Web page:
Back To Basics :: Kitchen Tips and Tricks #3

According to Google Analytics, the visitors to this food blog come from 76 different countries. Being able to share ideas and communicate across borders and oceans is a wonderful thing, but at the same time raises a lot of questions caused by different culinary languages. Given that the largest portion (40%) of visitors come from the USA, there are often a lot of questions about Australian terms used in my recipes. So this post is aimed at answering some of the most common questions that crop up on the blog.

FAQ #1: What does “#°C fan-forced” mean?

Fan-forced ovens, also called convection ovens, are much better at equalising temperature than conventional gas ovens. Food is cooked quicker and more evenly than in a conventional oven and therefore requires a lower temperature. I prefer to cook in a normal gas oven as the differential of heat in the oven allows more control by where you position your food, and can be important for some dishes. If using a fan forced oven, the temperature should be reduced by 15-20°C or 25-30°F. I use 20°C as my standard rule.

FAQ #2: What is #°C in Fahrenheit? What does “moderately slow” mean? 

Sometimes I forget to put in the temperature conversion into the recipe, or I opt for a more universal but old fashioned term such as “bake in a moderate oven”. Here’s a conversion chart to clear up confusion.

Oven temperatures

 Celsius 

Fahrenheit

Gas

Description

90 ᵒC

200 ᵒF

Cool

120 ᵒC

250 ᵒF

1

Very slow

150 – 159 ᵒC

300 – 324 ᵒF

2

Slow

160 – 179 ᵒC

325 – 349 ᵒF

3

Moderately slow

180 – 189 ᵒC

350 – 374 ᵒF

4

Moderate

190 – 199 ᵒC

375 – 399 ᵒF

5

Moderately hot

200 – 229 ᵒC

400 – 449 ᵒF

6

Hot

230 – 260 ᵒC

450 – 500 ᵒF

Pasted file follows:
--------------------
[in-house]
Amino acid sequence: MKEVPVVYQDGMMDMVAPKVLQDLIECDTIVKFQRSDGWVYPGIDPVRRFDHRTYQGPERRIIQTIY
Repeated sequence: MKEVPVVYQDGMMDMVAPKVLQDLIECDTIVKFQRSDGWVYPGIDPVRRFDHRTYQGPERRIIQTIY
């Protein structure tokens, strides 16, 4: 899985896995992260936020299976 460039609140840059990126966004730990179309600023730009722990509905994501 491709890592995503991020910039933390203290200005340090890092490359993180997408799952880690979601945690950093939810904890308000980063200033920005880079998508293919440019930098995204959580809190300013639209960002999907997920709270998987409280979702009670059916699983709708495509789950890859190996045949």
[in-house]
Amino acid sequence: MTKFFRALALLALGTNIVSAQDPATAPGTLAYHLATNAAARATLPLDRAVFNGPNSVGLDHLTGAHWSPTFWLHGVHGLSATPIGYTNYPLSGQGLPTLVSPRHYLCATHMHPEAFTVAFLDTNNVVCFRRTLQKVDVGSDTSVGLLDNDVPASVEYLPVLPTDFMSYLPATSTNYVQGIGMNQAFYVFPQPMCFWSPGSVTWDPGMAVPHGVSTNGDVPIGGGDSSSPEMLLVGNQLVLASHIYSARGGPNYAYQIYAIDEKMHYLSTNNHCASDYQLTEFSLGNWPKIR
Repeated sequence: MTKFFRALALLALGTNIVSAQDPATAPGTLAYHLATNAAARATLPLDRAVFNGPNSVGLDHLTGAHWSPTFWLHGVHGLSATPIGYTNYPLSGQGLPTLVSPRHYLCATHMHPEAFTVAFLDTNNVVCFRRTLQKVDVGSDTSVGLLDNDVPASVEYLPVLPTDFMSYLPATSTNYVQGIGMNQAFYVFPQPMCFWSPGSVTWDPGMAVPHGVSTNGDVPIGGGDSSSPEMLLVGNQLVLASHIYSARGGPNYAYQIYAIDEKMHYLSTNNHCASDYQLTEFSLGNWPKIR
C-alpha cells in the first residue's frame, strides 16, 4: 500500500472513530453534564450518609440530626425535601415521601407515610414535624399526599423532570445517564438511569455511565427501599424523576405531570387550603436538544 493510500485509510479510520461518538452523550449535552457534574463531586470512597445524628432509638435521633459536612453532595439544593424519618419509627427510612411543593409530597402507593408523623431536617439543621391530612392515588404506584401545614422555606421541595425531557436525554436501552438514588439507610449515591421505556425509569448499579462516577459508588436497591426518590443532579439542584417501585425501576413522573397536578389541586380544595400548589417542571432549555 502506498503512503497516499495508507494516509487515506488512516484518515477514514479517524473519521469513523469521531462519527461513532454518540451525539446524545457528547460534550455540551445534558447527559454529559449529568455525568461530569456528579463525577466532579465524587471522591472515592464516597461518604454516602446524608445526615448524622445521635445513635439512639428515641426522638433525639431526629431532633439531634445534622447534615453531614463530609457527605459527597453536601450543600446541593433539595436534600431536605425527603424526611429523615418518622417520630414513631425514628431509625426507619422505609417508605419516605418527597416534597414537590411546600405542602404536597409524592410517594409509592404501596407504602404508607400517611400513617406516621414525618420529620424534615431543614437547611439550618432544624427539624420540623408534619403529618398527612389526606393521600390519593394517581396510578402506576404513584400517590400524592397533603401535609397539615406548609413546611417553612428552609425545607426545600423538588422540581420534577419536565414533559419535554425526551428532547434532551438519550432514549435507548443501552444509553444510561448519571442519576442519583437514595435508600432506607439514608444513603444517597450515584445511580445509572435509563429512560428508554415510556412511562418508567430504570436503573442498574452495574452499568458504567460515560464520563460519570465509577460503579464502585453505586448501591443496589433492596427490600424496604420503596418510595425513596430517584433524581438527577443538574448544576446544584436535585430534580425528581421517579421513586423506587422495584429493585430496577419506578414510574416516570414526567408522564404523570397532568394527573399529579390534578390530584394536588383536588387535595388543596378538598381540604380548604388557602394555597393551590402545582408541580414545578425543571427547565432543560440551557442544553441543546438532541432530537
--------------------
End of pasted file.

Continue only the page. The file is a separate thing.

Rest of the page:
7 – 9

Fast/Very hot

FAQ #3: What cups are you using?

Living in Australia, I always use Australian cup and spoon measurements. 1 Australian cup = 250ml or 8.5 fl.oz = 1.057 US cups. 1 US cup = 225ml or 8 fl.oz. This is a small discrepancy and so it won’t make much of a difference to most recipes if you are consistently using either US or Australian cups and spoons. Problems usually arise when you mix measurements, or if a recipe is particularly delicate.

I usually include the weight in recipes to give readers a point of reference to convert from if desired. There are plenty of online calculators that can provide you with accurate conversions, and most scales have inbuilt converters for weight and often even liquid measurements. But if you’re not using scales, here’s a quick reference for cup and spoon measurements.

Liquid Measurements

Metric

Cup (AUS)

Imperial

30 ml

1 fl.oz.

60 ml

1/4 cup

2 fl.oz.

80 ml

1/3 cup

3 1/2 fl.oz.

100 ml

2 3/4 fl.oz.

125 ml

1/2 cup

4 fl.oz.

150 ml

5 fl.oz.

180 ml

3/4 cup

6 fl.oz.

200 ml

7 fl.oz.

250 ml

1 cup

8 3/4 fl.oz.

310 ml

1 1/4 cups

10 1/2 fl.oz.

375 ml

1 1/2 cups

13 fl.oz.

430 ml

1 3/4 cups

15 fl.oz.

475 ml

16 fl.oz.

500 ml

2 cups

17 fl.oz.

625 ml

2 1/2 cups

21 fl.oz.

750 ml

3 cups

26 fl.oz.

1 L

4 cups

35 fl.oz.

1.25 L

5 cups

44 fl.oz.

1.5 L

6 cups

52 fl.oz.

2 L

8 cups

70 fl.oz.

2.5 L

10 cups

88 fl.oz.

Spoon measurements across borders represent different weights. 1 Australian tablespoon = 20ml, 1 UK tablespoon = 15ml and 1 American tablespoon = 16ml. The differences are subtle enough when only using a single tablespoon, but become more apparent as the quantities increase. Here’s a quick conversion chart if you don’t want to go by the weight.

Spoon Measurements

Metric

Australian 

US

British

Teaspoon 

1 [5ml]

1 [5ml]

1 [4ml]

Tablespoon

1 [20ml]

1 [16ml]

1 [15ml]

Tablespoon

2

2 &1/2

2 1/2

Tablespoon

3

3 1/2

4

Tablespoon

3 1/2

4 1/2

4 1/2

_______________________

That’s all for today! In the next Back to Basics post, I’ll tackle some of the ingredient questions that are raised as another consequence of language barriers. Until then, happy baking!

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4 thoughts on “Back To Basics :: Kitchen Tips and Tricks #3

  1. The spoon measurements seems a bit confusing. 1 Australian tbs = 1 US tbs = 1 British tbs.

    But then, it doesn’t seem linear for more than 1 Australian tbs?

    • It’s an approximation. 1 Australian tablespoon is 20 ml, UK is 15 ml, and American is 16 ml, so for 1 tbsp it’s rounded to 1 and wont make a difference, but as you increase it the difference becomes more apparent.

      I think I’ll edit the post to make that clearer.

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